Smiling Clare

Living Life, Within the Limits of Chronic Illness

A Day in my Life 2022

Well it’s that time of year again; time for my annual day in my life post for ME Awareness Day. I’m actually writing this 3 days prior to May 12th this year which is somewhat late for me, but 2022 has been proving quite a challenging year thus far so that’s the way it is.

I wake around 07:50am, 10 minutes before my alarm sounds, but just as the wake up light starts coming on (I have one of those sunrise/sunset alarm clocks now which I find helps with waking/going off to sleep). I feel unrefreshed, as though I haven’t slept as much as I have. I reach for the bed ladder and pull myself into a sitting position, slowly shuffling back against the pillows and assessing the pain levels. I reach for my slipper socks at the side of my bed and slip them onto my feet before having a long drink of water from the cup on my bedside table. Then slide my feet round and down so I’m sitting on the edge of the bed, I sit that way for a few seconds making sure I’m not about to get too dizzy before reaching for my cardi-gown (it’s a cross between a cardigan and a dressing gown) and slipping it on.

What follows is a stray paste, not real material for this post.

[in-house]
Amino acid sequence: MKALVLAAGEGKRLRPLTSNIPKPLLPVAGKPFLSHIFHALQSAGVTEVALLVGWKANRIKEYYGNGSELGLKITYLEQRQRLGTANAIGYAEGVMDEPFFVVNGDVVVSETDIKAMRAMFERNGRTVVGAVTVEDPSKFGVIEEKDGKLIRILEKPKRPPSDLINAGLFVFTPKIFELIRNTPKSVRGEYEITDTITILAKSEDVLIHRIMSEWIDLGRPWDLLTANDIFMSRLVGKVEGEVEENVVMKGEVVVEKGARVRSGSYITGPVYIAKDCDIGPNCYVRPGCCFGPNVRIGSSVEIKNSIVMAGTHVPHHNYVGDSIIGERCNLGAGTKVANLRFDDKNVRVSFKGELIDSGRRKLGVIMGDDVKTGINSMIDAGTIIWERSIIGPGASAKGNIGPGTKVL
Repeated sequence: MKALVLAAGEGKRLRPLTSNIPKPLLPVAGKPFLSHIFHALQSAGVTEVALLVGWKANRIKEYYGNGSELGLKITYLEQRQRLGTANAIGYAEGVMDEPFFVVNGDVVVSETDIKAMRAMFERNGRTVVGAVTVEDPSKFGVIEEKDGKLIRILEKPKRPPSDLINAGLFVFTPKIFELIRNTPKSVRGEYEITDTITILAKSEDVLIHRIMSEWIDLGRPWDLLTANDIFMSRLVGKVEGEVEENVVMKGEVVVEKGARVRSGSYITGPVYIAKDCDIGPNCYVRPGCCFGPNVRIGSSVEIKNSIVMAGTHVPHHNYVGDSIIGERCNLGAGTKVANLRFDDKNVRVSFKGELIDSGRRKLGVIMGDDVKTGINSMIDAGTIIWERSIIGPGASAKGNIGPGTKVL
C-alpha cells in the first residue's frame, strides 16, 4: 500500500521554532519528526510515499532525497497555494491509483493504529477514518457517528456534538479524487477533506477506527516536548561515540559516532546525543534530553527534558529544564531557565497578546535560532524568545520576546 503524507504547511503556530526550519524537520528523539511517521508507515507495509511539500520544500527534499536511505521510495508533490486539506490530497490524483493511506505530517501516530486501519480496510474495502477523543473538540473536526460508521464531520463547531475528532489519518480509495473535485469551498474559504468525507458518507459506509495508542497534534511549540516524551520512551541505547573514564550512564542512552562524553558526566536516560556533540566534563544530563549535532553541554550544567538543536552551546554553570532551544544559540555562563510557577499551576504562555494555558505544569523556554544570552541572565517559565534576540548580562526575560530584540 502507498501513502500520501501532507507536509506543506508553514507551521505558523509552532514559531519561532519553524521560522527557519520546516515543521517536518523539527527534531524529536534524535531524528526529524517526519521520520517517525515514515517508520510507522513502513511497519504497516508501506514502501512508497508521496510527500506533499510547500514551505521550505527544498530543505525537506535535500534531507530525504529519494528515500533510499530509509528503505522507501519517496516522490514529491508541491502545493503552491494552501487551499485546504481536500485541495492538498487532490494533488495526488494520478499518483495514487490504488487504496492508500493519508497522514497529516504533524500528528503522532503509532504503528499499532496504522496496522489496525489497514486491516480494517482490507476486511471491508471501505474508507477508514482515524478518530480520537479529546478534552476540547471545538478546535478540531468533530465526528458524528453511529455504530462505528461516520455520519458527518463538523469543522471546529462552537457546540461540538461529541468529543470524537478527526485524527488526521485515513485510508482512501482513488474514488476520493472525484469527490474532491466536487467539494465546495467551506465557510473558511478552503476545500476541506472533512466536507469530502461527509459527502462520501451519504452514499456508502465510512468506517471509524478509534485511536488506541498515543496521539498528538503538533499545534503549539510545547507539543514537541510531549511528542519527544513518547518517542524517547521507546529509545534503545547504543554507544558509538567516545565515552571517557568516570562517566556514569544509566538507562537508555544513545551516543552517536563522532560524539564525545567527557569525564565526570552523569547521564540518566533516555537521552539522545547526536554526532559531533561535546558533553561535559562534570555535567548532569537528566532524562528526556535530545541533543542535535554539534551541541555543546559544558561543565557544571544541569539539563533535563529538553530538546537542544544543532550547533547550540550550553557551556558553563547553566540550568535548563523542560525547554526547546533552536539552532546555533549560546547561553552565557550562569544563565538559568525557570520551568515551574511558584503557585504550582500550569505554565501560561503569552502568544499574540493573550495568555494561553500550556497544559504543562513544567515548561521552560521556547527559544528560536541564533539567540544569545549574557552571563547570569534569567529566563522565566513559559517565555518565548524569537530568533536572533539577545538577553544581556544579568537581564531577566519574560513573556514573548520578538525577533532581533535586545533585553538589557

At 8am I turn the alarm off, get up from the bed and slowly make my way downstairs, a little unsteadily, holding on to the rail for support. I use the bathroom, then get myself a bowl of cereal and drink of squash before seating myself in the riser recliner chair to eat breakfast and take my medication.

I have a short rest after breakfast, before getting a pair of compression socks from the suitcase in the utility room (my downstairs, mini wardrobe) and letting my Dad put them on me. I rest for a little longer, usually until about 9am before getting up and going to the utility room to choose clothes from the small suitcase in there. I then go to the bathroom where my Mum helps me wash and dress, before leaving me to clean my teeth. I slowly make my way back into the living room where I do a little bit of physiotherapy; 6 strengthening exercises, before having another rest.

By now it’s usually 10am, I spend most of the morning trying to do little bits of medical or life admin from the recliner chair, getting up and moving a little once an hour, watching a bit of TV or doing a bit of knitting; all depending how my concentration is.

Around 12:30pm my Dad comes in from work and will get me a packet of crisps before getting me lunch. I take some more medication just after lunch. The afternoon is often spent chatting to Mum & Dad if they’re around, or if my legs and energy levels allow (and the weather is nice) I’ll sit outside in the garden chatting to them or my neighbours instead.

Come 3pm and I’m usually starting to flag, the left side of my back is usually starting to ache as well, I have help getting back into my pyjamas and then either sit in the recliner chair or lie down out in the garden until around 4pm. I’m usually quieter during this time, observing what is going on and listening to conversation rather than joining in quite as much.